Image by: Center For American Progress

NY Leads Nationwide Push For Paid Maternity Leave.

Maternity; New York did a great thing for women’s health by introducing paid leave for prenatal care, which can be an example for the rest of the U.S. Governor Kathy Hochul has recently built on the existing law by extending up to twenty hours of paid leave to pregnant women over the course of a year for them to attend their prenatal visits and appointments starting from January 1, 2025.


Reshma Saujani, the founder of Moms First, was hopeful that other states and governors with similar values would follow suit. While the federal Family and Medical Leave provides job protection for prenatal care, it is still unpaid. Washington, D.C., has tracked in New York’s footsteps by ratifying legislation that provides two weeks of paid leave for pregnancy-related medical assistance and twelve weeks after birth.

These laws match the medical research, which shows the significance of prenatal healthcare in creating positive outcomes for both mothers and babies. Harris M. Mufson, partner at Gibson, Dunn & Crutcher, highlights the importance of using a separate leave design from sick leave for working mothers to strengthen them during this crucial period.

No federal precedent for paid prenatal leave exists

Yet, although the Family and Medical Leave Act (FMLA) assures entitled workers up to 12 weeks of unpaid leave annually, no guaranteed federal law requires private employers to offer paid leave, even for antenatal care. Reshma Saujani points out that paid leave, despite its bipartisan support, has often been ignored by legislators at the federal level due to other priorities.

Nevertheless, on the state level, the picture is still evolving. At least thirteen states and local government bodies have mandated private sector companies to give their employees paid family and medical leave. In most cases, these laws deal with leave for childbirth or taking care of a sick family member, with some states expanding the coverage to include prenatal care.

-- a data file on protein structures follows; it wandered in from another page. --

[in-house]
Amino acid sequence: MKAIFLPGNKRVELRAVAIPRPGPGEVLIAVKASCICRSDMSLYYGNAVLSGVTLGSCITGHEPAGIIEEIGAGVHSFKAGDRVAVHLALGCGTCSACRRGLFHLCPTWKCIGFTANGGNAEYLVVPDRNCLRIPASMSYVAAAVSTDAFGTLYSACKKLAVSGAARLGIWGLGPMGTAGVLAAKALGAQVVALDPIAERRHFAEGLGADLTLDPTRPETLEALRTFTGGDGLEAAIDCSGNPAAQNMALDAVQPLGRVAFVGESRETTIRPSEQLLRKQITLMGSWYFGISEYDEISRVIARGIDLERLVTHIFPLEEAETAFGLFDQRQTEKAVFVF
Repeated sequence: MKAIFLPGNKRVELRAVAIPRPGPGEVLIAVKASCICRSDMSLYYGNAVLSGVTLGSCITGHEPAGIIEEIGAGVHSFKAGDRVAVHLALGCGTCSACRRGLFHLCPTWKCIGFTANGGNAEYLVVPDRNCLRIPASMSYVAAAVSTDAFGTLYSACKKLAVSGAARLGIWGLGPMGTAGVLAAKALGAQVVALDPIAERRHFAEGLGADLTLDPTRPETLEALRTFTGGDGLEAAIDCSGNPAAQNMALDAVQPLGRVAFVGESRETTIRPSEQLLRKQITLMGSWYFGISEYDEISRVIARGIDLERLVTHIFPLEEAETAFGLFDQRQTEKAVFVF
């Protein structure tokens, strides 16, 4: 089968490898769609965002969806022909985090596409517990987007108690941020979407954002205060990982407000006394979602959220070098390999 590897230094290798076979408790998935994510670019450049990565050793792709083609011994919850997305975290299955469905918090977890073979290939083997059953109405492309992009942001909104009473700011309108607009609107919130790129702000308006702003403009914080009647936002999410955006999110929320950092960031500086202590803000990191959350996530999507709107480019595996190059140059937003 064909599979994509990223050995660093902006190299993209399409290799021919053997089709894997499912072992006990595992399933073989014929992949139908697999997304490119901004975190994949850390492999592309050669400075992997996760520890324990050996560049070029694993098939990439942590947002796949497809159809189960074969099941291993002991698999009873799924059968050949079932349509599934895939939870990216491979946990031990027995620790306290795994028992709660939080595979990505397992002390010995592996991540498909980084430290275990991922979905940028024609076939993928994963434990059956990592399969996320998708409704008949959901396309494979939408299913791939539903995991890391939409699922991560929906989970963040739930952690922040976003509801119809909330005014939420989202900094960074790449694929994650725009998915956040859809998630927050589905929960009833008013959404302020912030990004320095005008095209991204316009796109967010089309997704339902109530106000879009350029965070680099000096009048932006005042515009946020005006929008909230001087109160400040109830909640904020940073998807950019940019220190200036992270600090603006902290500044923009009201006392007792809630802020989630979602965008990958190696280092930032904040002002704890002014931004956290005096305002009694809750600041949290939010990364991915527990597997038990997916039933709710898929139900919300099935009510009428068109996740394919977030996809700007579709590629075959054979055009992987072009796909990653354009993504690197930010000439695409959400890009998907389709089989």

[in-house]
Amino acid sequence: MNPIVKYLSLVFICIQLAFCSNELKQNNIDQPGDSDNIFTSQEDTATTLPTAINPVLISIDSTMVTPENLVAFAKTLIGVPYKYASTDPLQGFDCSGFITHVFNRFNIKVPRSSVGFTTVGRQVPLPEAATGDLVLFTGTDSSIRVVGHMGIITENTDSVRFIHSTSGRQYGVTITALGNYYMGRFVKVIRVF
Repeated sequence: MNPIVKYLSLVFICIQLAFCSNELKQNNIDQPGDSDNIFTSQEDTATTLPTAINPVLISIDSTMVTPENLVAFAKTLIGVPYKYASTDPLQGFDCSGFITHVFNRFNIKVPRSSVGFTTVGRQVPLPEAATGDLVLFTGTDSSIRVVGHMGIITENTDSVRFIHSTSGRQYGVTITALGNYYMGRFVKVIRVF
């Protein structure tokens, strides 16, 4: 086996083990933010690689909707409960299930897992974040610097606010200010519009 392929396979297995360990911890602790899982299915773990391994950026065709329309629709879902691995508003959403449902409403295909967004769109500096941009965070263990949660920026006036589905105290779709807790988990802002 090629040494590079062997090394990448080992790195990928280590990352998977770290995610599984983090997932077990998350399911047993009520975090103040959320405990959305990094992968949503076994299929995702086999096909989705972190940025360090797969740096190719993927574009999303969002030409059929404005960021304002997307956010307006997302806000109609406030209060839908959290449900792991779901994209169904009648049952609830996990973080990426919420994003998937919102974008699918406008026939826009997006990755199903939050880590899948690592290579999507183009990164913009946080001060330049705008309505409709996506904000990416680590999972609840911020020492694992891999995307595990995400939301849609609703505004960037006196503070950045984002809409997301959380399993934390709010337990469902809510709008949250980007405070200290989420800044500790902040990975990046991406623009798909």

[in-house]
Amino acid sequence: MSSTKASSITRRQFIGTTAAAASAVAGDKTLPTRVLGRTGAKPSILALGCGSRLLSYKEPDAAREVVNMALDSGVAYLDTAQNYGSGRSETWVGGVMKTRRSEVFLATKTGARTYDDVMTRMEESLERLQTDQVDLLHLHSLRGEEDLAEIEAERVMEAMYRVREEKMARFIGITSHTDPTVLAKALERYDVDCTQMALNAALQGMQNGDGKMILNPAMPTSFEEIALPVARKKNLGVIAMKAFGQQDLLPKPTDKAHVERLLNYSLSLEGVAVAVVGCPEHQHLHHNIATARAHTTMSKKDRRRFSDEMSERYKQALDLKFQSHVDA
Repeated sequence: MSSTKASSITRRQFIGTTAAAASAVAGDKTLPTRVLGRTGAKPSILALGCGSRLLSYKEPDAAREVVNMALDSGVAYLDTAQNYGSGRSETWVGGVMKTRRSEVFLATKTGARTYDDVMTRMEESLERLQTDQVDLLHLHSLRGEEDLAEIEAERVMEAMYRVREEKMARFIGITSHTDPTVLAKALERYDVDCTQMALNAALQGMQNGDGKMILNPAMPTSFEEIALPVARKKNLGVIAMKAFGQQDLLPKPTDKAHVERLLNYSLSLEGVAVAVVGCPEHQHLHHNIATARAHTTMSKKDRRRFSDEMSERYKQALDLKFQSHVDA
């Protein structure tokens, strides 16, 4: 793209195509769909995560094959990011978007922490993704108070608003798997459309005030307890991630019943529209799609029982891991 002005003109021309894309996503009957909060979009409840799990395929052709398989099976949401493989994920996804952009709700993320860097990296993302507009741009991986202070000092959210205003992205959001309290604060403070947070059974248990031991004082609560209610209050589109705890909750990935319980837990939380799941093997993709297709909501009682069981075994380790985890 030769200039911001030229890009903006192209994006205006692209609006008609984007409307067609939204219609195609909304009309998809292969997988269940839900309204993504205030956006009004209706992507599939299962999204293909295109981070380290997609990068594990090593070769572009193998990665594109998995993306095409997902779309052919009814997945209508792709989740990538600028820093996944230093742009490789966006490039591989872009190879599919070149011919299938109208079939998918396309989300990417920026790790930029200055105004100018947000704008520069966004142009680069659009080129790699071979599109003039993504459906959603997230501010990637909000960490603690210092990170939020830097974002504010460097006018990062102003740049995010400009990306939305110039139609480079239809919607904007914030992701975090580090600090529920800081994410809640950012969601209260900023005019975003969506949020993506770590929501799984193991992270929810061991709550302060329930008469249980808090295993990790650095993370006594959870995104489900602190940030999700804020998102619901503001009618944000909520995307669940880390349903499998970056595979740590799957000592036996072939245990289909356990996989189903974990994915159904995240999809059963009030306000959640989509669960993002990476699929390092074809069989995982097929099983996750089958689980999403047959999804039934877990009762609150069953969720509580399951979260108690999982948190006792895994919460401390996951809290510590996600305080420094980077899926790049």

Currently, 14 states, including but not limited to California, Colorado, Connecticut, Washington D. C., and San Francisco, declared they would implement their paid family and medical leave programs in January. In New York, for example, the prenatal care rules have been mixed with the current paid leave laws. Besides, some states, such as Illinois, Maine, and Nevada, have already passed laws that allow paid leave for various reasons, not just sickness.

Image Source: Commonwealth Fund

States may emulate New York’s example.

States with strong employee protection laws, e.g., California, Colorado, Massachusetts, Washington, Illinois, New Jersey, and Connecticut, are the best options for authorizing paid leave for prenatal care, according to Kelly M. Cardin, an employment law expert at Ogletree Deakins. She thinks this trend could be spread to other states.

The Pregnant Workers Fairness Act (PWFA), signed by President Biden in December 2022 and scheduled to be effective from June 27, 2023, brings further hope to the advocates of paid prenatal benefits. The PWFA law states that employers should employ reasonable accommodations for the known limitations in pregnancy, childbirth, or other related conditions unless the accommodation is an undue hardship. It does not override the more protective state laws since over 30 states and cities already have laws requiring accommodations for pregnant workers.

Due to the federal government’s concentrated focus on assisting pregnant workers through the PWFA, Cardin presupposes that progressive states may as well boost their protections more. This corresponds with a broad trend in states trying to achieve equal employee benefits.


People also ask:

1. Does NY offer paid maternity leave?

Qualified workers can have up to 12 weeks of paid leave to care for family members. The highest weekly benefit for 2024 is $1,151. 16. Your job is also secure when you are on leave.


2. Can New York be the first state to offer paid leave for antenatal care?

New York, a trailblazer in progressive labor policies, has become the first state in the country to implement a paid prenatal leave benefit for pregnant workers. This landmark amendment to Section 196-b of the New York Labor Law, also known as the New York State Paid Sick Leave Law, will take effect on January 1, 2025, setting a new standard for maternity benefits.


3. Is the US government fully providing maternity leave to all new mothers?

Until recently, paid family leave was not a common provision at the federal level in the US. However, a significant shift occurred in October 2020, when the majority of people became eligible for up to 12 weeks of paid parental leave for the birth, adoption, or foster care placement of a new child.


4. Were paid maternity leaves introduced to us?

The United States maternity leave status to a startling level forward was depicted by the enactment of the Federal Government on February 5, 1993, through Public Law 103-3, the Family and Medical Leave Act (FMLA) of 1993.

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